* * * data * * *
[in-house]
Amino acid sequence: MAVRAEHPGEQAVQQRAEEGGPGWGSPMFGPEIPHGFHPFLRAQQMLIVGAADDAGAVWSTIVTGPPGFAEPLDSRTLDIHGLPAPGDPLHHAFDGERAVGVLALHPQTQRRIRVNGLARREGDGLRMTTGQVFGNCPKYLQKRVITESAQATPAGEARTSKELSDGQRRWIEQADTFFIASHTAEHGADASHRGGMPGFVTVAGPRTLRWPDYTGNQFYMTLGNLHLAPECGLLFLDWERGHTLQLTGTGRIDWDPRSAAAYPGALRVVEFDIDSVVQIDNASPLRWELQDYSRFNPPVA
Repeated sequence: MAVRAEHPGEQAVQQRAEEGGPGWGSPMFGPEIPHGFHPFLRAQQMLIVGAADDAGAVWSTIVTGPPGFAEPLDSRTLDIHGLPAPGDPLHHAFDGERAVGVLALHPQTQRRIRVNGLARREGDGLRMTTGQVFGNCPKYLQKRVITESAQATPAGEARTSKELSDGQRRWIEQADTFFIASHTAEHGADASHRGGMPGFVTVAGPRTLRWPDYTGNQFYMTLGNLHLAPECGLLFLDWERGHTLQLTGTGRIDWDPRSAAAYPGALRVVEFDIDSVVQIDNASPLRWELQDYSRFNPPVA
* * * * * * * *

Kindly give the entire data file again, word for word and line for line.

[in-house]
Amino acid sequence: MAVRAEHPGEQAVQQRAEEGGPGWGSPMFGPEIPHGFHPFLRAQQMLIVGAADDAGAVWSTIVTGPPGFAEPLDSRTLDIHGLPAPGDPLHHAFDGERAVGVLALHPQTQRRIRVNGLARREGDGLRMTTGQVFGNCPKYLQKRVITESAQATPAGEARTSKELSDGQRRWIEQADTFFIASHTAEHGADASHRGGMPGFVTVAGPRTLRWPDYTGNQFYMTLGNLHLAPECGLLFLDWERGHTLQLTGTGRIDWDPRSAAAYPGALRVVEFDIDSVVQIDNASPLRWELQDYSRFNPPVA
Repeated sequence: MAVRAEHPGEQAVQQRAEEGGPGWGSPMFGPEIPHGFHPFLRAQQMLIVGAADDAGAVWSTIVTGPPGFAEPLDSRTLDIHGLPAPGDPLHHAFDGERAVGVLALHPQTQRRIRVNGLARREGDGLRMTTGQVFGNCPKYLQKRVITESAQATPAGEARTSKELSDGQRRWIEQADTFFIASHTAEHGADASHRGGMPGFVTVAGPRTLRWPDYTGNQFYMTLGNLHLAPECGLLFLDWERGHTLQLTGTGRIDWDPRSAAAYPGALRVVEFDIDSVVQIDNASPLRWELQDYSRFNPPVA